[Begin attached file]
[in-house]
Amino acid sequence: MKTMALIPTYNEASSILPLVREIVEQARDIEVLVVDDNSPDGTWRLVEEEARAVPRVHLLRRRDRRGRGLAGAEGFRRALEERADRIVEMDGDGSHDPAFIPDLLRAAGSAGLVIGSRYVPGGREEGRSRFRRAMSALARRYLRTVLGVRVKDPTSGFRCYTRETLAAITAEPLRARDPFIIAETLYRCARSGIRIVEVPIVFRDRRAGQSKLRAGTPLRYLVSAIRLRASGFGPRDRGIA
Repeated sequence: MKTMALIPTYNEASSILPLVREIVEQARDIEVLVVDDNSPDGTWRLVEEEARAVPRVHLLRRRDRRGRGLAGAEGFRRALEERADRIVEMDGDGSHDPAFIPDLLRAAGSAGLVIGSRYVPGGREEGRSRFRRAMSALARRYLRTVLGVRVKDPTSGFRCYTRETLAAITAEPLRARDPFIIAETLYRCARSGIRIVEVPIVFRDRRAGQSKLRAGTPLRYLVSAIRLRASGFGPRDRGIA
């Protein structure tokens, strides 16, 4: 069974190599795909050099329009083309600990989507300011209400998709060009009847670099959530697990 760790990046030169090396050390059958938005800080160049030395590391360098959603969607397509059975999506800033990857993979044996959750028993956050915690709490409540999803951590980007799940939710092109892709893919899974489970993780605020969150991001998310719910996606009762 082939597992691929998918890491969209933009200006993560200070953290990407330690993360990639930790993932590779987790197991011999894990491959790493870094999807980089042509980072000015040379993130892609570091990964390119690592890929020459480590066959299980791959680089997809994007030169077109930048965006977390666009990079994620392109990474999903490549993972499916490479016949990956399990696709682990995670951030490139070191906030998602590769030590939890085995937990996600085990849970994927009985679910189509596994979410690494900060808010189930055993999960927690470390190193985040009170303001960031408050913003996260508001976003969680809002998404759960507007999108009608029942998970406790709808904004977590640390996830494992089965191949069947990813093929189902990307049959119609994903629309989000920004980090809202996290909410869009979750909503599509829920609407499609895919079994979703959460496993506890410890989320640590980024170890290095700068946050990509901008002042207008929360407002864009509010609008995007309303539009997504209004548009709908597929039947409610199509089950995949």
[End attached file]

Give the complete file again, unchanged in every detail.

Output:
[in-house]
Amino acid sequence: MKTMALIPTYNEASSILPLVREIVEQARDIEVLVVDDNSPDGTWRLVEEEARAVPRVHLLRRRDRRGRGLAGAEGFRRALEERADRIVEMDGDGSHDPAFIPDLLRAAGSAGLVIGSRYVPGGREEGRSRFRRAMSALARRYLRTVLGVRVKDPTSGFRCYTRETLAAITAEPLRARDPFIIAETLYRCARSGIRIVEVPIVFRDRRAGQSKLRAGTPLRYLVSAIRLRASGFGPRDRGIA
Repeated sequence: MKTMALIPTYNEASSILPLVREIVEQARDIEVLVVDDNSPDGTWRLVEEEARAVPRVHLLRRRDRRGRGLAGAEGFRRALEERADRIVEMDGDGSHDPAFIPDLLRAAGSAGLVIGSRYVPGGREEGRSRFRRAMSALARRYLRTVLGVRVKDPTSGFRCYTRETLAAITAEPLRARDPFIIAETLYRCARSGIRIVEVPIVFRDRRAGQSKLRAGTPLRYLVSAIRLRASGFGPRDRGIA
């Protein structure tokens, strides 16, 4: 069974190599795909050099329009083309600990989507300011209400998709060009009847670099959530697990 760790990046030169090396050390059958938005800080160049030395590391360098959603969607397509059975999506800033990857993979044996959750028993956050915690709490409540999803951590980007799940939710092109892709893919899974489970993780605020969150991001998310719910996606009762 082939597992691929998918890491969209933009200006993560200070953290990407330690993360990639930790993932590779987790197991011999894990491959790493870094999807980089042509980072000015040379993130892609570091990964390119690592890929020459480590066959299980791959680089997809994007030169077109930048965006977390666009990079994620392109990474999903490549993972499916490479016949990956399990696709682990995670951030490139070191906030998602590769030590939890085995937990996600085990849970994927009985679910189509596994979410690494900060808010189930055993999960927690470390190193985040009170303001960031408050913003996260508001976003969680809002998404759960507007999108009608029942998970406790709808904004977590640390996830494992089965191949069947990813093929189902990307049959119609994903629309989000920004980090809202996290909410869009979750909503599509829920609407499609895919079994979703959460496993506890410890989320640590980024170890290095700068946050990509901008002042207008929360407002864009509010609008995007309303539009997504209004548009709908597929039947409610199509089950995949």